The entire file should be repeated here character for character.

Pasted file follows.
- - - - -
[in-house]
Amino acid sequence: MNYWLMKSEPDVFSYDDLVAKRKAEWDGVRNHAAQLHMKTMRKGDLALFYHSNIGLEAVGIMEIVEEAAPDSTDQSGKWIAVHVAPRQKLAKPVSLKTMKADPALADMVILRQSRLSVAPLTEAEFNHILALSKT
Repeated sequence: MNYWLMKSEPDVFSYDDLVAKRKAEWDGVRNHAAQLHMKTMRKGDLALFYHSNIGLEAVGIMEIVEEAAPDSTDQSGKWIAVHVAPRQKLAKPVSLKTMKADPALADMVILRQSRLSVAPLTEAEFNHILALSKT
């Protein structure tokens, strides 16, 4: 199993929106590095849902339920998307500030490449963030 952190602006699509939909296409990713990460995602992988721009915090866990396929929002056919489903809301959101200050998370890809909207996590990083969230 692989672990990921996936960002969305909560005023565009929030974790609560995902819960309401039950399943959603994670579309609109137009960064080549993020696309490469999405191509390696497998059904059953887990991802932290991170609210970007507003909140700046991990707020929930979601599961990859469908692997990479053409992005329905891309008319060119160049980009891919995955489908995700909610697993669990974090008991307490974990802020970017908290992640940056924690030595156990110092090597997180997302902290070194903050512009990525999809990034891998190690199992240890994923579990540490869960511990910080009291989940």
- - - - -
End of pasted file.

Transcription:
[in-house]
Amino acid sequence: MNYWLMKSEPDVFSYDDLVAKRKAEWDGVRNHAAQLHMKTMRKGDLALFYHSNIGLEAVGIMEIVEEAAPDSTDQSGKWIAVHVAPRQKLAKPVSLKTMKADPALADMVILRQSRLSVAPLTEAEFNHILALSKT
Repeated sequence: MNYWLMKSEPDVFSYDDLVAKRKAEWDGVRNHAAQLHMKTMRKGDLALFYHSNIGLEAVGIMEIVEEAAPDSTDQSGKWIAVHVAPRQKLAKPVSLKTMKADPALADMVILRQSRLSVAPLTEAEFNHILALSKT
């Protein structure tokens, strides 16, 4: 199993929106590095849902339920998307500030490449963030 952190602006699509939909296409990713990460995602992988721009915090866990396929929002056919489903809301959101200050998370890809909207996590990083969230 692989672990990921996936960002969305909560005023565009929030974790609560995902819960309401039950399943959603994670579309609109137009960064080549993020696309490469999405191509390696497998059904059953887990991802932290991170609210970007507003909140700046991990707020929930979601599961990859469908692997990479053409992005329905891309008319060119160049980009891919995955489908995700909610697993669990974090008991307490974990802020970017908290992640940056924690030595156990110092090597997180997302902290070194903050512009990525999809990034891998190690199992240890994923579990540490869960511990910080009291989940």